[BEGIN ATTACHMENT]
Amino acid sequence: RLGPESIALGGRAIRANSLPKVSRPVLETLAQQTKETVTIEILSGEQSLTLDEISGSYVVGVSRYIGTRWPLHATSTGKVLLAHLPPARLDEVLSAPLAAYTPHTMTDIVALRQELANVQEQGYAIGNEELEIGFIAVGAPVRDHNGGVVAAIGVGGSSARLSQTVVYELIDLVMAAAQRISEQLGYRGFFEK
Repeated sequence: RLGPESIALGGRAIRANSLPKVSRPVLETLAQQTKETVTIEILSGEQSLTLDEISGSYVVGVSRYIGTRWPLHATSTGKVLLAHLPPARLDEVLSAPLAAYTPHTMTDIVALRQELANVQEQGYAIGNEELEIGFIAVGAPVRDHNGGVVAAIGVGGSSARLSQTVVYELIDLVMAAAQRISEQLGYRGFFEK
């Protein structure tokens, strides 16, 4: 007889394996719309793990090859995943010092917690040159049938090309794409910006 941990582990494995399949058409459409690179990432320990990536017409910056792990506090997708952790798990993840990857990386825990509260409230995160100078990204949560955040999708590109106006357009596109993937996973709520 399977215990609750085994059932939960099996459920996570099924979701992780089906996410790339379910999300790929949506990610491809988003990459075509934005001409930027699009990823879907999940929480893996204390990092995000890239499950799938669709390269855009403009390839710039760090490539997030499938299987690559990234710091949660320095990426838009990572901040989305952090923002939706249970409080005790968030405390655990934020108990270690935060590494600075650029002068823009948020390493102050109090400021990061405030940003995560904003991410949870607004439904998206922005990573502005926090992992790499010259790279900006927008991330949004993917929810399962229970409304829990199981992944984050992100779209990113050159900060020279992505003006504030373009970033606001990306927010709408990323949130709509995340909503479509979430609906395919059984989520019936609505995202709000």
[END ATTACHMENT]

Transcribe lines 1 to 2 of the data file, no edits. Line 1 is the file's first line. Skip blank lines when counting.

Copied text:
Amino acid sequence: RLGPESIALGGRAIRANSLPKVSRPVLETLAQQTKETVTIEILSGEQSLTLDEISGSYVVGVSRYIGTRWPLHATSTGKVLLAHLPPARLDEVLSAPLAAYTPHTMTDIVALRQELANVQEQGYAIGNEELEIGFIAVGAPVRDHNGGVVAAIGVGGSSARLSQTVVYELIDLVMAAAQRISEQLGYRGFFEK
Repeated sequence: RLGPESIALGGRAIRANSLPKVSRPVLETLAQQTKETVTIEILSGEQSLTLDEISGSYVVGVSRYIGTRWPLHATSTGKVLLAHLPPARLDEVLSAPLAAYTPHTMTDIVALRQELANVQEQGYAIGNEELEIGFIAVGAPVRDHNGGVVAAIGVGGSSARLSQTVVYELIDLVMAAAQRISEQLGYRGFFEK